The British comedian Paul Merton isn’t exactly renowned as a film critic, but I found his BBC 4 documentary about the films that Alfred Hitchcock made in the UK to be eminently watchable. I’m a long-time admirer of the Master of Suspense, and I wasn’t sure about how Merton would tackle the subject, but a love of humour unites the two men and Merton’s analysis was amiable and interesting in its focus on some of Hitch’s less celebrated films (many of which I must admit I’ve never seen.)
Hitch was seen explaining that he only ever filmed one ‘whodunit’, because he didn’t find it satisfactory to have his audiences concentratiing on the solution to a puzzle, rather than on emotional engagement with the characters. I think he had in mind some of the highly cerebral detective stories of the Golden Age (step forward Ronald Knox?) but I’d take issue with the suggestion that all whodunits of the past, let alone the present, lack an emotional pull.
However, there’s no doubt that the key to Hitchcock’s genius is his ability to involve viewer in the build-up of suspense. So often we know something that the protagonist does not. I was interested by his statement that he erred in Sabotage (one of the movies I haven’t seen) by having the bomb actually go off and kill someone, rather than being discovered in the nick of time. Among the other films mentioned was Young and Innocent – I own an omnibus DVD which includes this one, but have never got round to watching it, perhaps because the title put me off. I ought to give it a chance.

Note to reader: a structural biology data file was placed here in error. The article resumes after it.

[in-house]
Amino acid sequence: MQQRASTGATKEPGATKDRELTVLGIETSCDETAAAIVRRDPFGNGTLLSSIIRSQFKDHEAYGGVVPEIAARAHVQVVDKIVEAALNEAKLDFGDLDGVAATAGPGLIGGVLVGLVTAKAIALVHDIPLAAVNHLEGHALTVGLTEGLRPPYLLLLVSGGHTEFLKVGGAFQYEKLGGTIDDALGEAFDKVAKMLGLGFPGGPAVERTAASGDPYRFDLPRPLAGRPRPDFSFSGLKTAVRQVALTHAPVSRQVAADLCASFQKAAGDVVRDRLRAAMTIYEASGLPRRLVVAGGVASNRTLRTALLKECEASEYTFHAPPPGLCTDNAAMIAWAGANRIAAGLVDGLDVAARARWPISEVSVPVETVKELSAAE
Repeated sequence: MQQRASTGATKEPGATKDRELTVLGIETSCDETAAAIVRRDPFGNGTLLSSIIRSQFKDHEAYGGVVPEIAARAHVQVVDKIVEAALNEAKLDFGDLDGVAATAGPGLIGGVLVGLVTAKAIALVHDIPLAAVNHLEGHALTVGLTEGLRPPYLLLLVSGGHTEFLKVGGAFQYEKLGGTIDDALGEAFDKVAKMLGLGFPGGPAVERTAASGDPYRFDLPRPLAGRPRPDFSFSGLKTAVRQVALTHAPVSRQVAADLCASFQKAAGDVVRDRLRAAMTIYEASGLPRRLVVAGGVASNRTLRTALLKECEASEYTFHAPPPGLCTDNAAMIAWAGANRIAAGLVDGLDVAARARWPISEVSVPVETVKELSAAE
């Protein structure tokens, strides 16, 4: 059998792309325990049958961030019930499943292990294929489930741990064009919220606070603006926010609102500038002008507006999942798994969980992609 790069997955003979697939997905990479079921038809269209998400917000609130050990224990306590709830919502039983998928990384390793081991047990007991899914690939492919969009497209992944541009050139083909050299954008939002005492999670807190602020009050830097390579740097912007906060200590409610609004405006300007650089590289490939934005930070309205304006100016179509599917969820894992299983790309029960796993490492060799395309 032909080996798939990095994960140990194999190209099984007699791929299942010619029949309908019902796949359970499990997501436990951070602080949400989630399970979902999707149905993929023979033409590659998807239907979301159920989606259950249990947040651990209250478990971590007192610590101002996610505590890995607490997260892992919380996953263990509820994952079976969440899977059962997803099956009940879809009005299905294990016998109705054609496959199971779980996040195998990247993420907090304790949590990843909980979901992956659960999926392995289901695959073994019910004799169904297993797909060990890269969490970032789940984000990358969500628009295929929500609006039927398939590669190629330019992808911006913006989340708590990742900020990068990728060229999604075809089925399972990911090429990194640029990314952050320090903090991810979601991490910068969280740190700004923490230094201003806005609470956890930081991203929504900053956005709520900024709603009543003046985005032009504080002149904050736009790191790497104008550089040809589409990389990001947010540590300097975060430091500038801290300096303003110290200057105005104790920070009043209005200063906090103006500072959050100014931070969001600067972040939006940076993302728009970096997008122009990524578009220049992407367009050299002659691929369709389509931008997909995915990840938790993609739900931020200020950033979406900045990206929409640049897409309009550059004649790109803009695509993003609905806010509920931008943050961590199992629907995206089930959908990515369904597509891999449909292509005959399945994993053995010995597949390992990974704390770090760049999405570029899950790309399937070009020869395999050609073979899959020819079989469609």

Hitch’s use of dramatic settings for climatic scenes was emphasised, as was his range of camera tricks and techniques. I learned that many of his early ‘talkies’ were based on stage plays, until his career took a leap forward with the first version of The Man Who Knew Too Much. Among the movies that this programme has encouraged me to seek out is his first ‘talkie’, Blackmail. And the witty script made it good viewing for its own sake.